It is the goal of the department to ensure that alterations of public waters for mining or reclamation of mining areas will minimize adverse environmental effects, preserve water resources to the maximum extent feasible and practical, and encourage the planning of future land and water utilization while at the same time promoting the orderly development of mining and the use of sound mining practices.
Mining activities which may involve alterations of public waters include the mining of metallic minerals including but not limited to iron ore, taconite, copper, copper-nickel, nickel, cobalt, and gold; and the mining of nonmetallic minerals including but not limited to sand and gravel, stone, clay, marl, oil, gas, and coal; and the mining of peat.
Permits are required for any alterations of public waters to facilitate mining of iron ore, taconite, copper, copper-nickel, or nickel minerals or reclamation of mining areas provided that:
permits for alterations in public waters shall be granted according to Minnesota Statutes, section 103G.297. Applications for permits for alterations in public waters shall include an analysis showing why underground mining without drainage, diversion, or control of public waters is not feasible or economical.
Permits are required for mining of nonmetallic minerals, peat, and other metallic minerals not regulated in Minnesota Statutes, section 103G.297, or reclamation of mining areas and shall be granted if the applicant provides evidence that:
there is no other feasible and practical location for the proposed mining activity;
there is no other feasible or economical method to mine except by draining, diverting, or controlling the public waters;
the proposed alteration of public waters is necessary and no other feasible and economical method for it is reasonably available;
the proposed alteration of public waters will not substantially impair the interests of the public in lands or waters or the substantial beneficial public use thereof, except as expressly authorized in the permit, and will not endanger public health or safety;
the proposed mining operations will be in the public interest and that the public benefits resulting from it will be sufficient to warrant the proposed alteration of public waters;
the activities represent the minimal impact solution with respect to watershed modifications, watercourse diversions or changes, drainage, runoff and seepage management, and avoidance of major adverse changes in the ecosystem of public waters having substantial public value;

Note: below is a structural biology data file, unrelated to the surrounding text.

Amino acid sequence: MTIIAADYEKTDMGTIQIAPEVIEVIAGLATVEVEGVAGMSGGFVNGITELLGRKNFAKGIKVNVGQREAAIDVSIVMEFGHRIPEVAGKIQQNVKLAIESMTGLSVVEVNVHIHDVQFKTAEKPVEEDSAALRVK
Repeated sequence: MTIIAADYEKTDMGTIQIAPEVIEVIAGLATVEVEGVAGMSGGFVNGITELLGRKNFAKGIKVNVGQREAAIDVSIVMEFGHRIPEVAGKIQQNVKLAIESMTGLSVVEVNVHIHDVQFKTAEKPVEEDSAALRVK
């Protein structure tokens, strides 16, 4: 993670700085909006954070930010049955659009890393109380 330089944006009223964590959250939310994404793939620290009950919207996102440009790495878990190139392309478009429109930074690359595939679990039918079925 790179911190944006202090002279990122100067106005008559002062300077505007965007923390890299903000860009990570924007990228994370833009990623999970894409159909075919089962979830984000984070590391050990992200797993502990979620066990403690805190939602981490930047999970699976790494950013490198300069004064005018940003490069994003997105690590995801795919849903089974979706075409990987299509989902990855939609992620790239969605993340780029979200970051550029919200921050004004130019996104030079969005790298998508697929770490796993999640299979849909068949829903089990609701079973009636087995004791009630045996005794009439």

whenever public watercourses must be diverted or changed to facilitate mining, the design and construction of the diversion or change shall provide for:
maintenance of adequate flows and levels in order to protect instream flows and prevent downstream flooding;
measures to prevent bank erosion and sedimentation in order to protect water quality; and
details on the location, relocation, and utilization of the watercourse after cessation of mining;
whenever public waterbasins and public water wetlands are allowed to be drained to facilitate mining, and such drainage is justified and legally permitted, compensation for the loss of the basin is provided for by either:
immediate replacement of the public waterbasins and public water wetlands with waters of equal or greater value; or
submission of acceptable plans for the eventual replacement of the public waterbasins and public water wetlands with waters of equal or greater value upon cessation of mining activities; and
whenever a water impoundment is necessary and justified to facilitate mining, the design, construction, operation, and maintenance of the impoundment structure shall:
provide hydrologic and hydraulic measures to ensure that any public waters downstream of the impoundment area are adequately protected with respect to maintenance of water quantity and quality and prevention of flooding; and
include plans detailing the disposition and utilization of the impoundment area after cessation of mining activities.
Whenever metallic, nonmetallic, and peat mining activities in the beds of public waters will result in detrimental effects on the physical and biological character of public waters, measures to compensate for the detrimental aspects shall be required in the permit conditions.
8 SR 533; 25 SR 143; 27 SR 529
June 11, 2008